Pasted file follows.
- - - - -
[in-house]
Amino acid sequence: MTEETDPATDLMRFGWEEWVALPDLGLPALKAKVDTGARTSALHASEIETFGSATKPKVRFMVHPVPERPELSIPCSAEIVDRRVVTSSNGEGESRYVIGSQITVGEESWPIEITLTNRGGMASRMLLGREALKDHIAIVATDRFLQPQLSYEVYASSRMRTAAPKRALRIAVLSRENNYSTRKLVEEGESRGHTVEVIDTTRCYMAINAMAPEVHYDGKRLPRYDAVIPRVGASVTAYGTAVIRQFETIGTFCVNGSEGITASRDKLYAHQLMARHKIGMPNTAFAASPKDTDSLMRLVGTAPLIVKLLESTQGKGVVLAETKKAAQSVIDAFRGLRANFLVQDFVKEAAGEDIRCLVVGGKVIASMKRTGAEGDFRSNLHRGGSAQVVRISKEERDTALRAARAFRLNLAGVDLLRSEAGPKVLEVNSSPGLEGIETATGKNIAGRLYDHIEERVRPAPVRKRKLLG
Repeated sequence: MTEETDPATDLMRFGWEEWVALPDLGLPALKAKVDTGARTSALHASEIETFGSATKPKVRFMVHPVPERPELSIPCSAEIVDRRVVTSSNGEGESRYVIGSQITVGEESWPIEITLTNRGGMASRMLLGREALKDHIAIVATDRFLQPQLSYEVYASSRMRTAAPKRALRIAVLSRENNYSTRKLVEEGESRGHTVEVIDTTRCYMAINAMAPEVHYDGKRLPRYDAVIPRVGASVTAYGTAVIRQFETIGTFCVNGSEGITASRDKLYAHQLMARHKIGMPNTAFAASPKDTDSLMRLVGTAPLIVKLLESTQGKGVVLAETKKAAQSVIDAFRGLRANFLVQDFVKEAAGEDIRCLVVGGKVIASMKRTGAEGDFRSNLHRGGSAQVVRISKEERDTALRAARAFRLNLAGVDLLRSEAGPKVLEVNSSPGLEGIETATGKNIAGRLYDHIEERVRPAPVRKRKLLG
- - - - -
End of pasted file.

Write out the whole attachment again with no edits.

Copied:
[in-house]
Amino acid sequence: MTEETDPATDLMRFGWEEWVALPDLGLPALKAKVDTGARTSALHASEIETFGSATKPKVRFMVHPVPERPELSIPCSAEIVDRRVVTSSNGEGESRYVIGSQITVGEESWPIEITLTNRGGMASRMLLGREALKDHIAIVATDRFLQPQLSYEVYASSRMRTAAPKRALRIAVLSRENNYSTRKLVEEGESRGHTVEVIDTTRCYMAINAMAPEVHYDGKRLPRYDAVIPRVGASVTAYGTAVIRQFETIGTFCVNGSEGITASRDKLYAHQLMARHKIGMPNTAFAASPKDTDSLMRLVGTAPLIVKLLESTQGKGVVLAETKKAAQSVIDAFRGLRANFLVQDFVKEAAGEDIRCLVVGGKVIASMKRTGAEGDFRSNLHRGGSAQVVRISKEERDTALRAARAFRLNLAGVDLLRSEAGPKVLEVNSSPGLEGIETATGKNIAGRLYDHIEERVRPAPVRKRKLLG
Repeated sequence: MTEETDPATDLMRFGWEEWVALPDLGLPALKAKVDTGARTSALHASEIETFGSATKPKVRFMVHPVPERPELSIPCSAEIVDRRVVTSSNGEGESRYVIGSQITVGEESWPIEITLTNRGGMASRMLLGREALKDHIAIVATDRFLQPQLSYEVYASSRMRTAAPKRALRIAVLSRENNYSTRKLVEEGESRGHTVEVIDTTRCYMAINAMAPEVHYDGKRLPRYDAVIPRVGASVTAYGTAVIRQFETIGTFCVNGSEGITASRDKLYAHQLMARHKIGMPNTAFAASPKDTDSLMRLVGTAPLIVKLLESTQGKGVVLAETKKAAQSVIDAFRGLRANFLVQDFVKEAAGEDIRCLVVGGKVIASMKRTGAEGDFRSNLHRGGSAQVVRISKEERDTALRAARAFRLNLAGVDLLRSEAGPKVLEVNSSPGLEGIETATGKNIAGRLYDHIEERVRPAPVRKRKLLG